WACO, TEXAS -- John McCain went back to the future last night suggesting that an old anti-drug program should be revived to stem demand for illegal drugs.
"We're creating a demand here in the United States. We all know that," McCain said at a town hall meeting in Waco.
"Now maybe we ought to go back to - remember when Nancy Reagan used to have a program called 'Just Say No' and it had some effect?"
"But we also in my view need to do a lot of things, including first time drug offenders, not dealers, ought to be given a chance to rehab. In Arizona we have a program, and if you're a first time drug offender and you go through a rehab program, that's very long and very intensive and has drug testing along with it that we ought to give people that opportunity, but we've got to educate our kids as to the dangers and the evils of the use of drugs, and we probably have to use, do a better job of it," McCain added.
His discussion of illegal drugs was sparked by this weekend's rising tensions in South America.
"There's increased tensions between Venezuela, Ecuador and Colombia as President [Hugo] Chavez has now sent troops to the border or Colombia. We know that Ecuador is taking similar moves," said McCain earlier in the day at a Phoenix press conference.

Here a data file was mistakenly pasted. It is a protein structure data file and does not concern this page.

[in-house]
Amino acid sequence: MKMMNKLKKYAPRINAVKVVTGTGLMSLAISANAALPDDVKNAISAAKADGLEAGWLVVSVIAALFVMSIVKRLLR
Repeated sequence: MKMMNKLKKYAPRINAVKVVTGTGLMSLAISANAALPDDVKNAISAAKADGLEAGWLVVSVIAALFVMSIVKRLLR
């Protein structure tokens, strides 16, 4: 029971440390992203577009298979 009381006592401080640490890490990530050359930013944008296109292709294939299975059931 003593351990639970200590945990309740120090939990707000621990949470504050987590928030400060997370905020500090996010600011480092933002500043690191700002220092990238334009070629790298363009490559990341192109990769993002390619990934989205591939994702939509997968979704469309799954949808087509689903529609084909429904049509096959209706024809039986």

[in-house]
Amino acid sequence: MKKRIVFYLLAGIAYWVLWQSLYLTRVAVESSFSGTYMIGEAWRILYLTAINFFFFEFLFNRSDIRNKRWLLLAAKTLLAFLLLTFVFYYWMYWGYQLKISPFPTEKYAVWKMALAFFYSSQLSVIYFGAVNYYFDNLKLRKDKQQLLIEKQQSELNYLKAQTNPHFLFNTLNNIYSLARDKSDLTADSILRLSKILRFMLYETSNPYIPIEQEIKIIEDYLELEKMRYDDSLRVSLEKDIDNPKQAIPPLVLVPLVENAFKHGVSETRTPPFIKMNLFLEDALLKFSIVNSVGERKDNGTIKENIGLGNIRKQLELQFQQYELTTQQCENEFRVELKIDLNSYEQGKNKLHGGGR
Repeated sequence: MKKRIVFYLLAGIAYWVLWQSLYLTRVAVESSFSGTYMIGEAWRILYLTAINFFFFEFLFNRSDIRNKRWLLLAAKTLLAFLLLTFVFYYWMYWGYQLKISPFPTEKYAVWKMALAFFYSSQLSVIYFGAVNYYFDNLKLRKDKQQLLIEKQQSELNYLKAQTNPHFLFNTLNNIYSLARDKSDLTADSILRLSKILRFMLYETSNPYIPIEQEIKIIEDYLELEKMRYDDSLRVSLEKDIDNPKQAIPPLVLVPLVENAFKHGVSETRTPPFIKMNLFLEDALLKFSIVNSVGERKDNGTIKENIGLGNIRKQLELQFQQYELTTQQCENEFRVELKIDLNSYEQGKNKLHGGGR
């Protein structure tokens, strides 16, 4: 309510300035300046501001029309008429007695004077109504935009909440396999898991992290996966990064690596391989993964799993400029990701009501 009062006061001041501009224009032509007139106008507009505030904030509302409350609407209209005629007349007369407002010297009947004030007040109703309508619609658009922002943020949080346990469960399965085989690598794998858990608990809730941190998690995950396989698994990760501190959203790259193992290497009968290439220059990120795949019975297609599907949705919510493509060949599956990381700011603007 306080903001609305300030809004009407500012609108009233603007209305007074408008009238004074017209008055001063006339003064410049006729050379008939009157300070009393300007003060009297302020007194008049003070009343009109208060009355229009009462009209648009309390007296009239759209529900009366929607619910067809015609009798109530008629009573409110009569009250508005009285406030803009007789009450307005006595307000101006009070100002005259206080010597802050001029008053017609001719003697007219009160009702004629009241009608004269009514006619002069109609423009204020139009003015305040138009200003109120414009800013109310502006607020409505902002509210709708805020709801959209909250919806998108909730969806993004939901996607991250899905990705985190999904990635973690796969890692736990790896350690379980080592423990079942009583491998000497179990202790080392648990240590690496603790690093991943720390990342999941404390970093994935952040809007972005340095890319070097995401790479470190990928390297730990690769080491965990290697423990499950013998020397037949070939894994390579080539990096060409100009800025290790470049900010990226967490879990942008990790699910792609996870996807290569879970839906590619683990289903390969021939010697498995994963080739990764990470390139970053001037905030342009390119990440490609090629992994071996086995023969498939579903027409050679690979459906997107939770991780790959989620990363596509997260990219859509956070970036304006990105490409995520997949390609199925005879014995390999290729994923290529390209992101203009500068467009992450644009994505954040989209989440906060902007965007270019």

"I want to reiterate our partnership and friendship with President [Alvaro] Uribe and the government of Colombia. ...They are a vital ally" in efforts to stem the flow of illegal drugs to the U.S, he continued.
In Waco, he added, "I hope that tensions will be relaxed, President Chavez will remove those troops from the borders - as well as the Ecuadorians - and relations continue to improve between the two."
But McCain warned that there was more to the puzzle of curtailing the drug trade citing FARC, a guerilla group, as a large part of the problem.
"Have no doubt that FARC Is one of the premier terrorist organizations in the world who have engaged in widespread kidnapping murder and drug trade for many, many years. I have made trips to Colombia and met family members and even individuals who were kidnapped by FARC and had to pay enormous fines and there were many who were actually killed while in their captivity. They are a terrorist organization and one that I believe we must assist the Colombian government in repressing," he said.